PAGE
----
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BEFORE the written history of any old nation was begun, the memory of men and events was perpetuated in public observances by the people, and especially in the fireside tales and simple lays which constituted what modern writers are disposed to designate as folk-lore.

Old legends of the nations do not relate to men only. Often they tell of supernatural beings; of huge giants and minute fairies; of prodigious heroes; of genii, demigods, and gods; of monsters such as dragons, griffins, and winged horses; of wonderful lands, unknown to the geographer.

How these traditions of the supernatural originated is a problem to which much attention has been directed, especially within the present century. There are four schools of critics who maintain diverse theories as to the true interpretation of them.

First among these are the Euhemerists, who have held their ground from ancient days (having originated with Euhemerus, the Greek), and have been reënforced in later centuries by Snorre Sturleson and Saxo Grammaticus, by Peder Frederik Suhm, Rasmus Christian Rask, and others. They maintain that the legends originated in fact; that deviations from the original fact are the natural result of long transmission by the ignorant masses, given to exaggeration and influenced by superstition. According to the Euhemerists, the heathen gods were originally men; the dragons, strange and fierce reptiles; the Elysian abodes, real countries, left behind in the wanderings of tribes and nations.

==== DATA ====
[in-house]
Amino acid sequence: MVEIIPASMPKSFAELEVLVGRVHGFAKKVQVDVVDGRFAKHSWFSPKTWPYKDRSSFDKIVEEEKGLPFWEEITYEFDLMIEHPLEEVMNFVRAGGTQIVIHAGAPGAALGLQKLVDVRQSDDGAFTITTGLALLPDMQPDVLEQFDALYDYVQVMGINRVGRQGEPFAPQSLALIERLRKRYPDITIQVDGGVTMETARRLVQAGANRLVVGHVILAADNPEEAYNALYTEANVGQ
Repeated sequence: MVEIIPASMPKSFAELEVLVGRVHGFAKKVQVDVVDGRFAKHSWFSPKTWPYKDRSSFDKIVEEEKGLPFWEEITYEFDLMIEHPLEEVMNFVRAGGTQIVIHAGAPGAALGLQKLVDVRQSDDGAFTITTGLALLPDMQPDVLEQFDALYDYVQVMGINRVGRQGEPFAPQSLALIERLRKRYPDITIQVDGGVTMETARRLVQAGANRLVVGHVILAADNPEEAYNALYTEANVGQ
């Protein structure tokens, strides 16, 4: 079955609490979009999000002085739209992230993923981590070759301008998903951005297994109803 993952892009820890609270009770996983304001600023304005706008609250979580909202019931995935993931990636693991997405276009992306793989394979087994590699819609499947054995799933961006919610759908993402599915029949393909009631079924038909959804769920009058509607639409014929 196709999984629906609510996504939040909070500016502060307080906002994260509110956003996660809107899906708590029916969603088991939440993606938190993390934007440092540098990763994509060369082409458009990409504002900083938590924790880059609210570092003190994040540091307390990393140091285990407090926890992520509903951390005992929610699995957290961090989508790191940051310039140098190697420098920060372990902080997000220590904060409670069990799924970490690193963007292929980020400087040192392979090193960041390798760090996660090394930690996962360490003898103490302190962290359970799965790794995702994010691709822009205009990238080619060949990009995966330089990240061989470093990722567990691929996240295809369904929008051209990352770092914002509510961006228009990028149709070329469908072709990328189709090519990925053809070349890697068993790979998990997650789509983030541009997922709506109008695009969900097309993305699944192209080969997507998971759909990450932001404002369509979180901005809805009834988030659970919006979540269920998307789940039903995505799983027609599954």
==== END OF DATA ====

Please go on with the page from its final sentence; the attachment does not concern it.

A second class of critics, among them William and Mary

Howitt, hold that the mythologies of heathen nations are but corruptions of the true religion originally revealed to man.

Other writers on the subject declare that the deities and prodigies of ancient mythology are but symbols—though these writers are not agreed among themselves as to the nature of the symbolism. Some hold that abstract virtues and vices, mental and moral powers, are thus represented. Others, including modern critics of great eminence, maintain with Max Müller that the physical forces of Nature are symbolized. “There is no doubt,” says Prof. R. B. Anderson, “that this is the true interpretation of all mythologies; ... but the ethical, or, perhaps better, the spiritual, and the physical interpretations must be combined."

It would seem that there is truth in all these interpretations of mythology, applied variously, according to the nature and form of the myth. Clearly they are all applicable to folk-lore-which is far more comprehensive than mythology.

In the light of modern criticism, the value of a tradition is not to be measured by its fidelity to strict and literal fact. For many centuries Christians in all parts of the world have celebrated with festivity the 25th day of December as the day of the year on which the Saviour was born. The date is merely traditionary, with little evidence or probability to support it; but this fact does not detract at all from the happiness which Christmas brings, or from the value to the Christian world of the observances of the day.

For another illustration of this truth, it matters little whether Horatius or Mucius or Curtius or Virginius, supposititious heroes of early Rome, ever really existed; but it does matter to us to have heard of them—to have viewed the pictures which they present of virtue and worth in the society of old Roman days.

The tales which make up most of the early history of Rome have been differently viewed by three successive schools of historical writers. At first, and for many centuries, these